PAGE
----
I have such a huge admiration for the men on the ground. They are fighting against vicious gangs of poachers..ruthless hardened men. African elephants are being slaughtered at an alarming rate to satisfy the soaring demand for ivory among China’s middle class. Hundreds of rangers have been murdered in the defence of endangered wildlife.

When long shadows and weary strides signal the end of a sultry day, these brave men and women have to rid themselves of the dark hungry presence and repugnant odour of death that clings long after the spent cartridges and freshly mutilated elephants or rhinos have been found. They patrol the sun kissed bush which has turned in a raw and violent battlefield. As stars cool down the darkest sky, the rich smell of evening and fire smoke keeps squadrons of mosquitoes at bay as the young ranger squats, drunk with fatigue and deep in thought as he stares into the rich red smoldering coals. A couple of small children with their somber brown eyes and tight knit curls rough and tumble in the dirt. Puffs of dust freckle lightly over their ebony cheeks. A tinkle of laughter erupts from these two bundles of concentrated energy reminding the young ranger that there is some normality to life despite the constant reminder of this poaching war. The nightmares, set like snap shots in his mind will sneak up on him later in the dead of night. Pulling the two children close, he ruffles their hair..now is family time.

As the morning lays a gentle hand over the peaceful valley, the bush is coming alive with early morning songsters chorusing from the trees. The young man picks up his weapon and laying a gentle hand on each small head, he waves them goodbye stepping out and disappearing into the early shadows of the bush to join his fellow rangers. 10 kilometers further down the river line a small herd of elephants feel the throb of the valley beneath their feet. They have left behind a night full of hovering moths and a galaxy of mosquitoes. Their large trunks swing freely and they are fully engaged in the  beauty surrounding them. Two small calves are being raised within this warm and loving environment and their confidence is obvious as they frolic with exuberance and noisy splendour. There is always a large muscled trunk caressing or guiding an infant through the swirl of dust. Gentle rumbles vibrate on the breeze and there is a feeling of calm. The matriarch has led this herd for 25 years now and her daughters are learning the journey through her memory. They are a close knit family group.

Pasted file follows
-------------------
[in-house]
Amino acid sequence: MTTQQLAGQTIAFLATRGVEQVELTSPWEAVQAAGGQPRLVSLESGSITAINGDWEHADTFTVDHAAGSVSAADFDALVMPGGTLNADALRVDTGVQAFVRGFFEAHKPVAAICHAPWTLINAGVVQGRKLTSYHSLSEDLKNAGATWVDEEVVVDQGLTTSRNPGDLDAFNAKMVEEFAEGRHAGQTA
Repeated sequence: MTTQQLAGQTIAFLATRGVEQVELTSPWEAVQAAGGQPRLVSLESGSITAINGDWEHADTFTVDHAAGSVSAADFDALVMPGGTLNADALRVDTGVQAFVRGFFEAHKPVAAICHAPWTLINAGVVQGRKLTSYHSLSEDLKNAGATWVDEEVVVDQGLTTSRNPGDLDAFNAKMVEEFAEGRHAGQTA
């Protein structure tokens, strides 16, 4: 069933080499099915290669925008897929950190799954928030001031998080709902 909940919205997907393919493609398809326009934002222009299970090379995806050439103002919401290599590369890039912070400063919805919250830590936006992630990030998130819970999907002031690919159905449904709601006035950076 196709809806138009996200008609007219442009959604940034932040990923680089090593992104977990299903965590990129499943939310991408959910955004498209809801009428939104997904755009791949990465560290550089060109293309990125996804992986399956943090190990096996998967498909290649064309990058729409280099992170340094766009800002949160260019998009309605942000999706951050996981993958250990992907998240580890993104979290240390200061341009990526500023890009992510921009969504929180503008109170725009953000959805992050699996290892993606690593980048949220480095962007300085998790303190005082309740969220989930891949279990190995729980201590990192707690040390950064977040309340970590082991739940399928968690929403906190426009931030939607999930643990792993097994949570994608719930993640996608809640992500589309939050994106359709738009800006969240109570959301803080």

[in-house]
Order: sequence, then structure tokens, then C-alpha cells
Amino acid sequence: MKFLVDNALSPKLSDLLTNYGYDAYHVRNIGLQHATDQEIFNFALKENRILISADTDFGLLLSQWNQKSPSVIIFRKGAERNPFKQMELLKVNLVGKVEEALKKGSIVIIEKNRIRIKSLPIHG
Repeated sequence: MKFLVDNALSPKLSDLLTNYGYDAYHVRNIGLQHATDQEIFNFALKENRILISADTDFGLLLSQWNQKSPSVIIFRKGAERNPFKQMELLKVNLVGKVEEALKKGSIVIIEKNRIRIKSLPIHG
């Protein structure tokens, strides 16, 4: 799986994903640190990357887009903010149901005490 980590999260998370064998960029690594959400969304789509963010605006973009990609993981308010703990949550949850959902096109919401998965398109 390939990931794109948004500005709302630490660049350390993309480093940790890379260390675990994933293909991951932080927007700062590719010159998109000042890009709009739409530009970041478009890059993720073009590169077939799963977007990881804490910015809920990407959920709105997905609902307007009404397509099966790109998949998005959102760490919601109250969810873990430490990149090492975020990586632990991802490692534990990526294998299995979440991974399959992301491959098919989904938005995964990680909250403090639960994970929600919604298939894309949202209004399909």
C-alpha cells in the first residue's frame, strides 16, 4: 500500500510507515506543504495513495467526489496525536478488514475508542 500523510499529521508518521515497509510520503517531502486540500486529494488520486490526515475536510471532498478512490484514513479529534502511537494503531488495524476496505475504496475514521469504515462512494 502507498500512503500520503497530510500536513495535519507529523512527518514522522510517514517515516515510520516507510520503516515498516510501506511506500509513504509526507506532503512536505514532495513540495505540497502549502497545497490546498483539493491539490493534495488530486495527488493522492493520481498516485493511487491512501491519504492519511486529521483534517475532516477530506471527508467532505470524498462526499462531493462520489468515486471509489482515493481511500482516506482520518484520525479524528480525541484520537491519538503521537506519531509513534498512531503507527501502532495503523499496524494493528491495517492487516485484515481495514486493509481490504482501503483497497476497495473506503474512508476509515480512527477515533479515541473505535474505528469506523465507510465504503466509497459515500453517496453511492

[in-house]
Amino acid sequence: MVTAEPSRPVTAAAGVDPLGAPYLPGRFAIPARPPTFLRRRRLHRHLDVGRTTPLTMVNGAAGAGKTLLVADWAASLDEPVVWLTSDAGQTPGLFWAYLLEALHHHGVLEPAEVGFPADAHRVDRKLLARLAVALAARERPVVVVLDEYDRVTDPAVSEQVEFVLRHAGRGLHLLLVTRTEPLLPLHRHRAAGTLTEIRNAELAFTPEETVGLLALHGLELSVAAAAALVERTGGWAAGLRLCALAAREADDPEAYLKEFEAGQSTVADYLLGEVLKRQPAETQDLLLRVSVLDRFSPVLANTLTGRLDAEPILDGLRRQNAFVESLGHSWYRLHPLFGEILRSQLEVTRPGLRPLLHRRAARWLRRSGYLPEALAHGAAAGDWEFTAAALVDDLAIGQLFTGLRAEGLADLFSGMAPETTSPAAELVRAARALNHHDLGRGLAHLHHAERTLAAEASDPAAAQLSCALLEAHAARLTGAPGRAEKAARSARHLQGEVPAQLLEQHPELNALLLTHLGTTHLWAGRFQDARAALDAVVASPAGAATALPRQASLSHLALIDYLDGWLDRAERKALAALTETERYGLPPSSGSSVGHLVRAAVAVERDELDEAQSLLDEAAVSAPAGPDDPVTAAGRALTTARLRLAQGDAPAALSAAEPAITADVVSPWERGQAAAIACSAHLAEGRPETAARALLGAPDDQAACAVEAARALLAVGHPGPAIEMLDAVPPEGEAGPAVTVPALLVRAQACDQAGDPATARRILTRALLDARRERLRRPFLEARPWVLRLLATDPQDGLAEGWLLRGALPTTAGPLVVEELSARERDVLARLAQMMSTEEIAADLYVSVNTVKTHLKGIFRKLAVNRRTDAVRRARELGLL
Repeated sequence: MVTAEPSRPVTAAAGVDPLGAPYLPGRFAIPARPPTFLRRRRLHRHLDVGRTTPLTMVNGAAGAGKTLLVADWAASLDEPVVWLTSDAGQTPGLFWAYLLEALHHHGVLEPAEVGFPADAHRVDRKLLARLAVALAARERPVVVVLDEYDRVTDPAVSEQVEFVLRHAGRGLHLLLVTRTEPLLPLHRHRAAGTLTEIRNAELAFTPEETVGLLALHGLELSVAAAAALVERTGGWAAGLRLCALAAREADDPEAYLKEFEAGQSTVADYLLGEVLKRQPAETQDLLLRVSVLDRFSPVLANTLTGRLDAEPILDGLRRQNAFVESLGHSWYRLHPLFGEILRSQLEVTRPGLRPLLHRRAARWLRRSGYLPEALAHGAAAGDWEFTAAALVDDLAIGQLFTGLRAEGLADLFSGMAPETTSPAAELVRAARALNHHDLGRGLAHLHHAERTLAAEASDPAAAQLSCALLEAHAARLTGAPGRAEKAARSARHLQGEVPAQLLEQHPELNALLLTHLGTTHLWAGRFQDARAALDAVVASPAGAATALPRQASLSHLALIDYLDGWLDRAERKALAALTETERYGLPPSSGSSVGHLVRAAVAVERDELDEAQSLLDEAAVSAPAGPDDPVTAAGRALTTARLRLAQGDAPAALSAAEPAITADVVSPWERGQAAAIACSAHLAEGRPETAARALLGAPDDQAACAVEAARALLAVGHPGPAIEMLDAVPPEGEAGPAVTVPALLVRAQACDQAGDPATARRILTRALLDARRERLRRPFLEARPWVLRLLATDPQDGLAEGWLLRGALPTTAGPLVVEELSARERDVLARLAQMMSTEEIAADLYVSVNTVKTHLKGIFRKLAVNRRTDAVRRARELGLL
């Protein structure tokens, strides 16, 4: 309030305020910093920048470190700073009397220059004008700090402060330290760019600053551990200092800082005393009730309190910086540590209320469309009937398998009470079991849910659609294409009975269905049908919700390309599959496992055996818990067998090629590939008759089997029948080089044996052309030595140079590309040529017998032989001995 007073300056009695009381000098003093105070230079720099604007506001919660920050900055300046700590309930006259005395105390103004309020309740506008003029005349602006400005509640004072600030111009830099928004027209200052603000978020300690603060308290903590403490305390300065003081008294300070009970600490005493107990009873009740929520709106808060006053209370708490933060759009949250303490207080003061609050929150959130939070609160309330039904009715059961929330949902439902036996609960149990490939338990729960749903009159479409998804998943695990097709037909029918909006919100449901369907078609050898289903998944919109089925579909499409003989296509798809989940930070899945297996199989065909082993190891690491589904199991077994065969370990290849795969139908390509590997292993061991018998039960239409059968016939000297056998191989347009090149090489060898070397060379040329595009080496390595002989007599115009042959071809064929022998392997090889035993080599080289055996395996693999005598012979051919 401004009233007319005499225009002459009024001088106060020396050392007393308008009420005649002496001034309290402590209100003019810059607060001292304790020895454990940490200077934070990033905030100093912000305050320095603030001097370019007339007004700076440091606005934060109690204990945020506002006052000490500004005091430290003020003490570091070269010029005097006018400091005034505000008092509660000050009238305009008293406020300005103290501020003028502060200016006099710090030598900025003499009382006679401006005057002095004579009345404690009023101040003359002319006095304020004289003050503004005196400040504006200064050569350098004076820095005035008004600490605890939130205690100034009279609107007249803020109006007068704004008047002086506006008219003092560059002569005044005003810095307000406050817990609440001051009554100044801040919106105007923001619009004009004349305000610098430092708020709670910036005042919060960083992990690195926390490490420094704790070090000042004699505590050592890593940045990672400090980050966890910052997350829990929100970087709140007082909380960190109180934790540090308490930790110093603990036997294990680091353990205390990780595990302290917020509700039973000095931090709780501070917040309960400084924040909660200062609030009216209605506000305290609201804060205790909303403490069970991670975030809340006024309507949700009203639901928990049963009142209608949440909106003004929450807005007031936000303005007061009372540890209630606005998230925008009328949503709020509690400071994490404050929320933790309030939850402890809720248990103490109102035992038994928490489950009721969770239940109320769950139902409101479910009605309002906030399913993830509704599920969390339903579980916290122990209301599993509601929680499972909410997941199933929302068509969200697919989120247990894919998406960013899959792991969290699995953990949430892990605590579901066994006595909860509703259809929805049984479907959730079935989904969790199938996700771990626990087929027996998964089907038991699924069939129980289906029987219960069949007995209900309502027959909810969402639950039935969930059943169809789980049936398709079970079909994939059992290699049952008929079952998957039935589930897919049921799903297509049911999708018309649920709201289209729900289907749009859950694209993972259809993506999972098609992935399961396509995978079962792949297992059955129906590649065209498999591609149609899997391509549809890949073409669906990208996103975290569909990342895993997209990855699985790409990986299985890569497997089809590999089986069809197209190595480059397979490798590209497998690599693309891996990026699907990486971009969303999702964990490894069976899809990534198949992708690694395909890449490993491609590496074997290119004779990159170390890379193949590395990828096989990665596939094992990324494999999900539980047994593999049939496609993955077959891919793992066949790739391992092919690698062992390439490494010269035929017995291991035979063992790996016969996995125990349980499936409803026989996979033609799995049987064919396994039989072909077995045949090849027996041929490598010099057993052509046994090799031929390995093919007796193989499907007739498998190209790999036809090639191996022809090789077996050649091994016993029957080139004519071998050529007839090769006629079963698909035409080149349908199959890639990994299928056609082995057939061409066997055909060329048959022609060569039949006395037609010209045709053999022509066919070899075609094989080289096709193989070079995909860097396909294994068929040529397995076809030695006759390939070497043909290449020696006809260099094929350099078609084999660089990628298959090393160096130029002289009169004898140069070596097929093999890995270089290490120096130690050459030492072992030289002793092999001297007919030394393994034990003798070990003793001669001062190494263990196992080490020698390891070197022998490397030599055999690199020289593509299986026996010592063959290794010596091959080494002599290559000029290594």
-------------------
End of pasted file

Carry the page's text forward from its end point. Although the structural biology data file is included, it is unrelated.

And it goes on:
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‘KKKKKK’ the angry bark of automatic rifles explodes and the sky bursts open. The small herd of unsuspecting elephants are hard hit and they crash one after the other into the dry parched earth, their tormented cries piercing through the early morning. The small calf loiters, frightened by the chaos and by the thick odour of blood and smell of gunpowder. She has no where to run and no where to hide. With her small heart hammering she reaches out with her trunk, tentatively smelling and prodding her mother whose eyes stare..unseeing. She has been frozen in time. The small calf is the sole survivor..all that is left from this loving herd. There is a silence of emptiness and melancholy hangs. The trees stand, witnesses to the carnage as the silence shredding cicadas once again saw the air.

Using axes the poachers work quickly to remove the tusks before evaporating into the bush, their blood stained shoulders bearing the brunt of their ill gotten gains. The young ranger and his group have heard the shots and are moving towards the killing grounds, their expressions tense and their brows furrowing with concentration and it is a couple of hours later that they stumble into the nightmare of torn flesh. Stopping briefly, they decide on their course of action, and picking up the tracks, they follow. They track for a few hours and covering a huge distance. The young ranger, a deep anger burning within his chest did not stand a chance. The poachers came upon him all silent and menacing..a phalanx of ruthless killers. His untrained follow up had him walking straight into their ambush and into automatic fire. Fortunately for them, his colleagues who were lagging way behind, stop to help him and once again the poachers slip the net.